November 23, 2022
Meta has unveiled Cicero, an AI model that has learned to collaborate with people and build rapport by playing the strategy game Diplomacy.
In Diplomacy, players control the armed forces of various European powers in the years leading up to World War I. Cicero learned to communicate with multiple players at once to build rapport and achieve their shared goals. Meta claims it is the first AI to play Diplomacy at a human level.
AI systems learning to play games is nothing new. This year marks 25 years since IBM’s DeepBlue defeated Chess grandmaster Garry Kasparov.
Cicero’s task, however, differs from games like chess. Diplomacy requires players to understand people’s motivations and perspectives – as well as make plans, adjust strategies and use language to convince people to form alliances – something AI has previously found difficult.
According to Meta’s AI team, Cicero achieved human-level performance playing the web version of Diplomacy. It racked up more than double the average score of the human players, ranking in the top 10% of participants who played more than one game.
Ultimately, the team hopes that Cicero's skills can be translated into practical applications for the real world, something that is not feasible for computers that play chess or Go.
“What’s truly exciting about technology like Cicero is how it could play a bit part in our lives someday – helping us collaborate, connect and learn, in the physical world and in the metaverse,” said Joe Spisak, director of product management at Meta AI.
“Unlike games like Chess and Go, Diplomacy is a game about people rather than pieces,” according to Meta. “If an agent can't recognize that someone is likely bluffing or that another player would see a certain move as aggressive, it will quickly lose the game. Likewise, if it doesn't talk like a real person - showing empathy, building relationships, and speaking knowledgeably about the game - it won't find other players willing to work with it.”
To get the AI model to play the game, Meta’s AI researchers developed new techniques for strategic reasoning and natural language processing. Using those techniques, Cicero can infer that later in the game it will need the support of one particular player, and then craft a strategy to win that person’s favor.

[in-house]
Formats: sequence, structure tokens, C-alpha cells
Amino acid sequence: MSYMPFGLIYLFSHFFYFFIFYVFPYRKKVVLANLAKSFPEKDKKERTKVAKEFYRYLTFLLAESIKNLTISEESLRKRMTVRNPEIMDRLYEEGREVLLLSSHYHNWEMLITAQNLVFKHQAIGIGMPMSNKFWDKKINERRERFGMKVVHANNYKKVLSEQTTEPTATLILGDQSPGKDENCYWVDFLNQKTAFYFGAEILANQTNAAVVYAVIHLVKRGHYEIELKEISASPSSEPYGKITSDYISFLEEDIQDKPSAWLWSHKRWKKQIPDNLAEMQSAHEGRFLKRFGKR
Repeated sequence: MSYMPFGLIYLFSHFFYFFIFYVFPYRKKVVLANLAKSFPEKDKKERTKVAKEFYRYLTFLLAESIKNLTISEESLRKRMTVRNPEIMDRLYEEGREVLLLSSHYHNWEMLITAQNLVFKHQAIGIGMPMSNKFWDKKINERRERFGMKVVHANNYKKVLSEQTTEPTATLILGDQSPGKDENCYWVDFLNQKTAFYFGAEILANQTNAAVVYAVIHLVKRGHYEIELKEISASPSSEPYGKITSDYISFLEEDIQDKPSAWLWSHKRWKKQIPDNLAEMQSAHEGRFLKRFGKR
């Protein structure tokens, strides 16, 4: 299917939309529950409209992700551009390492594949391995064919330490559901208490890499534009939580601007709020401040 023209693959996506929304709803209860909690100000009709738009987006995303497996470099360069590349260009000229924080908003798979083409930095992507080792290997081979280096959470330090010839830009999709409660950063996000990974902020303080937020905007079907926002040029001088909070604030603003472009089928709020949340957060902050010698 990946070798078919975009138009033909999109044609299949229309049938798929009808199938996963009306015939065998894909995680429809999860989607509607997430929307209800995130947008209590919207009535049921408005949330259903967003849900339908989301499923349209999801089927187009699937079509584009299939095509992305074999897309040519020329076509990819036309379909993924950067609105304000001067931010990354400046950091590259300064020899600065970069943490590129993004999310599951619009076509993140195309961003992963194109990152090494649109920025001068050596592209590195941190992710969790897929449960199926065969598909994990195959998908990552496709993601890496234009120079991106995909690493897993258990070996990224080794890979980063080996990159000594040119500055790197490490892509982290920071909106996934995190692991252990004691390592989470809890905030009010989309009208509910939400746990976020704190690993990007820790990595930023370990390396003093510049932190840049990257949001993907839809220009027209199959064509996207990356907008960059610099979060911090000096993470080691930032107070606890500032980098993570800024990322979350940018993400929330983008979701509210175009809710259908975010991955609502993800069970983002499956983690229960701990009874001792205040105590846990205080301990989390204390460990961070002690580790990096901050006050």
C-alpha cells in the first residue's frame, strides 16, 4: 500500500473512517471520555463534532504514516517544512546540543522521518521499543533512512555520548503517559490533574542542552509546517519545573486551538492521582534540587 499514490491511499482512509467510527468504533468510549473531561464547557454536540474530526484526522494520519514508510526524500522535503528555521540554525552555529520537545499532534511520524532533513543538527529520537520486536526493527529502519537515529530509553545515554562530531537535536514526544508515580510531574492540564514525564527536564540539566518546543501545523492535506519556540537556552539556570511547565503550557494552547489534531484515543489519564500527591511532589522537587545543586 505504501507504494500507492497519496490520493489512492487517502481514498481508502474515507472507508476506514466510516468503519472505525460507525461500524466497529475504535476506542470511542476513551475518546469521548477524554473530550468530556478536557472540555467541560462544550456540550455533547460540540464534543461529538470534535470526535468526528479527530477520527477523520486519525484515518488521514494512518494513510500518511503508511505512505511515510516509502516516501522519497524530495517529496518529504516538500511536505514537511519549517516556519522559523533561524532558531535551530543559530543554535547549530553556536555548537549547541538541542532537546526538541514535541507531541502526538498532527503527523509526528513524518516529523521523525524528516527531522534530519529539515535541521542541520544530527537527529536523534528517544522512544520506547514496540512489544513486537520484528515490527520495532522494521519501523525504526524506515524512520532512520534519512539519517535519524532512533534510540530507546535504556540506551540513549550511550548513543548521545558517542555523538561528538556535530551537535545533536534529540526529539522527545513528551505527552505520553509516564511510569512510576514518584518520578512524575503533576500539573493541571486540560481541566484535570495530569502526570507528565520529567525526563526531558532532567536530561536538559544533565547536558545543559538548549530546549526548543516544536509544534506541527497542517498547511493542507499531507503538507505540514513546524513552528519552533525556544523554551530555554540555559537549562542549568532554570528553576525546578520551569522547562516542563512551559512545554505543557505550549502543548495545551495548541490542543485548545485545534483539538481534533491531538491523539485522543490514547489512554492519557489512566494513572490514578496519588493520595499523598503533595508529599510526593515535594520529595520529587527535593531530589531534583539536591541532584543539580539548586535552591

Powering Cicero is a controllable dialogue model coupled with a strategic reasoning engine.
Meta explains how the model operates: “At each point in the game, Cicero looks at the game board and its conversation history, and models how the other players are likely to act. It then uses this plan to control a language model that can generate free-form dialogue, informing other players of its plans and proposing reasonable actions for the other players that coordinate well with them.”
How it works
Using the board state and current dialogue, Cicero makes an initial prediction of what everyone will do. The model then refines that prediction and then uses those predictions to form an intent for itself and its partner.
It generates several candidate messages based on the board state, dialogue and its intents. Then it filters the candidate message to reduce nonsense, maximize value and ensure consistency with our intents.
Meta used several filtering mechanisms, including classifiers trained to distinguish between human and model-generated text to “ensure that our dialogue is sensible, consistent with the current game state and previous messages, and strategically sound.
A paper outlining Cicero from Meta’s researchers states that the company deployed additional filters to “detect toxic language and heuristics to curb bad behaviors including repetition and off-topic messages.”
To be sure, the model – and its filtering - isn't perfect. Meta says that Cicero would sometimes generate inconsistent dialogue that can undermine its objectives.
For example, while playing as the Austro-Hungarian empire, the AI agent contradicts itself by asking Italy to take Venice.
“While our suite of filters aims to detect these sorts of mistakes, it is not perfect,” Meta said.
Meta has open-sourced the model, with the codes for Cicero available via GitHub.